It is both with a sense of pride and humility that I
stand before you as the 1978 recipient of the Magsaysay Award for International
Understanding. To be associated in this fashion with the memory of a great human being who
was really a man of the people, concerned with the lot of the poorthe common taois
a rare honor indeed, for which I thank you from the bottom of my heart.
But I also feel humbled, because of my awareness that whatever small contribution I may
have made is dwarfed by the magnitude of the problem of persistent poverty and human
suffering in Asia, and by the realization of how much still remains to be done.
The problem of poverty in our countries is not new. We in Asia all know it because our
eyes, our ears and our hearts tell us. Many of us have experienced it, but were lucky to
break out of the vicious circles which keep most of the poor on our continent permanently
entrapped. More generally, the nationalist movements of our countries actually sprang,
early in this century, from our awareness that there was no hope of overcoming poverty in
a colonial setting, and that only in freedom and independent nationhood would it become
possible to release the energies of our own peoples to that end. Our experience since
independence has made clear how much more intractable poverty is than we initially
thought, and how inextricably it is interwoven with problems stemming from the fragility
of our new nations, the rigidities of our social structures and the limited cohesiveness
of our transitional societies.
We now also know how woefully inadequate our knowledge and understanding is of these
problems, even though, in principle at least, science and technology properly applied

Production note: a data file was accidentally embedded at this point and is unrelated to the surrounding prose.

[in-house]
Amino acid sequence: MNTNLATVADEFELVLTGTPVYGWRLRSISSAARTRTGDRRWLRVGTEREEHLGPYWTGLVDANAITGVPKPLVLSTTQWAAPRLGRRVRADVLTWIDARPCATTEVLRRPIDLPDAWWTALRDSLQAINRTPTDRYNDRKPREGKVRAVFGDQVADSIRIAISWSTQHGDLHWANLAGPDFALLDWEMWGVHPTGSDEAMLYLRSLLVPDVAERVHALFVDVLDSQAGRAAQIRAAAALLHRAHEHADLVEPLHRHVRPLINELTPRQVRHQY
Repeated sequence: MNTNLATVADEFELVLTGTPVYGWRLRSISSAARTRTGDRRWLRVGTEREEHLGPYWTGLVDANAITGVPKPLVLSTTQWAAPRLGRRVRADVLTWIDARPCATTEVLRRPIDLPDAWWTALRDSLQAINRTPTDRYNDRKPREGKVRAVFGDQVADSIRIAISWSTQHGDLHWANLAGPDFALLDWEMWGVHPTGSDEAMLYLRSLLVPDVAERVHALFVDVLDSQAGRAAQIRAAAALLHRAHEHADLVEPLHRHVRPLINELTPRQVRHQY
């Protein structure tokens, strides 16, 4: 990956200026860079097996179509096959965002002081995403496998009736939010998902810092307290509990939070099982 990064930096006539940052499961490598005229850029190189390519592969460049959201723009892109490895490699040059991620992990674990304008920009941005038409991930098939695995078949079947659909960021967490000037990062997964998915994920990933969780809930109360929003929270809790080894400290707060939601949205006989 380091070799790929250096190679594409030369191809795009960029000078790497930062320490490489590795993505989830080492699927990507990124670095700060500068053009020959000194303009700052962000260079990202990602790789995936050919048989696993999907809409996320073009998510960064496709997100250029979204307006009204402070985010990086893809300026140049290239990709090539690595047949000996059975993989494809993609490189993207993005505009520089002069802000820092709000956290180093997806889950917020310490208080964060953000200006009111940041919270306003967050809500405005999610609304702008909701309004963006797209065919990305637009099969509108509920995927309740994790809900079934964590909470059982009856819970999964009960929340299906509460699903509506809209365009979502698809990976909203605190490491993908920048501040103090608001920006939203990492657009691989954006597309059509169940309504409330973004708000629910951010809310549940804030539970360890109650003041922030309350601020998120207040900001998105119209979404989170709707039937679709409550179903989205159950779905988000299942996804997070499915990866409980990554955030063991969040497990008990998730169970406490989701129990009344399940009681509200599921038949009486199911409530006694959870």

could provide us with the means to eradicate poverty from this globe.
For more than 20 years we have striven for a solution by applying Western development
models. In some cases, mostly limited to the small countries in Asia, these have worked.
They have done less well in the larger, much more populous countries, and we have not been
able to prevent the number of the absolutely poor from rising. This realization is now
forcing us towards development and industrialization strategies that are different from
those of the West. We will have to learn how to turn the massive number of rural and urban
unemployed and underemployed into our major resource. We can only do so if we put the
human being rather than projects in the center of our efforts. He should be the base, the
purpose as well as the means of development, if we are not to fail. It has become equally
clear that the active participation of the poor in each of our countries' development is
an essential condition for its achievement. Also, we know such participation must be
voluntary and self organized, on the basis of restored self-confidence and hope among the
poor and the weak. We are all still groping as to how to do this. But it is already
obvious that only through our wrestling with these problems of poverty and demography,
through our search for an autonomous development trajectory that is inspired by our human
compassion and by our commitment to freedom and social justice, can we hope to grow into
the more humane, prosperous, just and moral societies we all so fervently want. It is
through this experience that our nations and our cultures will renew themselves. It is
through this struggle that our national and cultural identities will be transformed,
redefined and strengthened from within, in ways which may be meaningful to, and compatible
with, others in the world. For no longer can any nation work out its salvation in
Rich or poor, strong or weak, we are all bound to share the burden of each other's
The Magsaysay Award, as an expression of the Foundation's own commitment to these values,
will undoubtedly provide continuous encouragement to those in Asia devoted to these ends,
as I have been. Once again, I want to thank you.